Office jobs may be hazardous to the hips

Oct 12, 2007

A new survey says working in an office may be hard on the waistlines of nearly half of U.S. workers.

The survey of more than 5,600 workers, conducted by Harris Interactive for CareerBuilder.com, found that 28 percent of workers have gained more than 10 pounds and 13 percent have gained more than 20 pounds in their current jobs.

Snacking at their desks and eating too much fast food may be part of the problem. The survey found that 58 percent of the workers eat out at work for lunch at least once a week, with more than 12 percent eating out five times a week for lunch.

Some workers said they don't even make it outside the building for lunch, opting to grab something quick from a vending machine. Thirty-eight percent said they eat more junk food at the office than at home and 13 percent said they don't usually eat fruit or vegetables during the work week.

Copyright 2007 by United Press International

Explore further: Who you gonna call? Beijing smokebusters to go on patrol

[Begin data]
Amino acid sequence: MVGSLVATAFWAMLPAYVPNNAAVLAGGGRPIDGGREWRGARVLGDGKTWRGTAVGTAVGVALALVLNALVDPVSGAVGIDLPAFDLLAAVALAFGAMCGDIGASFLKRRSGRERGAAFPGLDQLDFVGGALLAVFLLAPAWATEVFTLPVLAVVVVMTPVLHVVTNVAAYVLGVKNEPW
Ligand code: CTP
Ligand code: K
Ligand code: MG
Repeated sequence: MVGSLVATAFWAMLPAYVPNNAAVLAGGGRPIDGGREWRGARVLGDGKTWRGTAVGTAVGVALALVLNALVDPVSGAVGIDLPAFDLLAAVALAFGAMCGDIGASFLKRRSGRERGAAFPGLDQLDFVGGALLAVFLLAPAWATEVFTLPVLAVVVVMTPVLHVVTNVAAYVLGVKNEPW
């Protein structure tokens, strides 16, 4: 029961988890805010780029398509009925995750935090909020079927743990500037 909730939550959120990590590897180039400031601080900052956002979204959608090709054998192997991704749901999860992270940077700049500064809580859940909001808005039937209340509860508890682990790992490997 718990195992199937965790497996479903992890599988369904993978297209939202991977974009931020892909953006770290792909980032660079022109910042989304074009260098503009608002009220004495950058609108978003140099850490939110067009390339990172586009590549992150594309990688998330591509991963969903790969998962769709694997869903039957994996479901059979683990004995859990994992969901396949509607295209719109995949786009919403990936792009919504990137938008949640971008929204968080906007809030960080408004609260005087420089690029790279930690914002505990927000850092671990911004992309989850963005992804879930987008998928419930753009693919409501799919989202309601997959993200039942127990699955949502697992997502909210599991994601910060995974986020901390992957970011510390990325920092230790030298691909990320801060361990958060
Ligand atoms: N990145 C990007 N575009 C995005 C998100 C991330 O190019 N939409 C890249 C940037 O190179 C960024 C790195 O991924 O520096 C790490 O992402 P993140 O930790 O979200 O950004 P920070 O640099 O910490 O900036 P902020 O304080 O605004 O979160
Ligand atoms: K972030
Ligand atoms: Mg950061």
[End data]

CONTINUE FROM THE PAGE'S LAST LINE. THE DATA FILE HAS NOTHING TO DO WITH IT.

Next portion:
Related Stories

Say Freeze: Photogs do 365-gigapixel sweep of Mont Blanc

11 minutes ago

Mont Blanc is the highest mountain in the Alps and has taken on an added distinction as the subject of the world's largest photograph. The Telegraph reported Monday that a photography team accomplished a worl ...

Blueprint for a thirsty world from Down Under

2 hours ago

The Millennium Drought in southeastern Australia forced Greater Melbourne, a city of 4.3 million people, to successfully implement innovations that hold critical lessons for water-stressed regions around the world, according ...

Recommended for you

Footpaths and parks support active school commute

1 hour ago

While it probably won't make the idea of attending school more appealing social scientists say different infrastructure and behaviour change programs are key to encouraging young people to take a more active ...

Food barometer measures a populationÂ’'s eating habits

2 hours ago

A survey by Taylor's-Toulouse University Centre (TTUC) is collecting data on the food habits of individuals and how their choices are related to modernisation and other social factors. Results show that almost ...

Who you gonna call? Beijing smokebusters to go on patrol

6 hours ago

China's capital seeks to snuff out smoking in indoor public places on Monday with a new ban, unprecedented fines and a hotline to report offenders, but enforcement is doubtful in one of the world's most tobacco-addicted countries.

User comments : 0

Please sign in to add a comment. Registration is free, and takes less than a minute. Read more

Click here to reset your password.
Sign in to get notified via email when new comments are made.